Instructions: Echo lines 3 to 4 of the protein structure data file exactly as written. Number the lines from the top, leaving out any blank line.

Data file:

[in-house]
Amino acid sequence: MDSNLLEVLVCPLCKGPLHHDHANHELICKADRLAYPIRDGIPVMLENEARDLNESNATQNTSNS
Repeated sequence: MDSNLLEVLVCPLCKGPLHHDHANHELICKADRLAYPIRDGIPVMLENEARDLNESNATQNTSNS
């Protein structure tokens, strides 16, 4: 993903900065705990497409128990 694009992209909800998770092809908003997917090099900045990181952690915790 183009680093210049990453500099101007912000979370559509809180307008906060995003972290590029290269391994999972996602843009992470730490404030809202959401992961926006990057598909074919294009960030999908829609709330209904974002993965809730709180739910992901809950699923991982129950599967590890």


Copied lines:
Repeated sequence: MDSNLLEVLVCPLCKGPLHHDHANHELICKADRLAYPIRDGIPVMLENEARDLNESNATQNTSNS
């Protein structure tokens, strides 16, 4: 993903900065705990497409128990 694009992209909800998770092809908003997917090099900045990181952690915790 183009680093210049990453500099101007912000979370559509809180307008906060995003972290590029290269391994999972996602843009992470730490404030809202959401992961926006990057598909074919294009960030999908829609709330209904974002993965809730709180739910992901809950699923991982129950599967590890």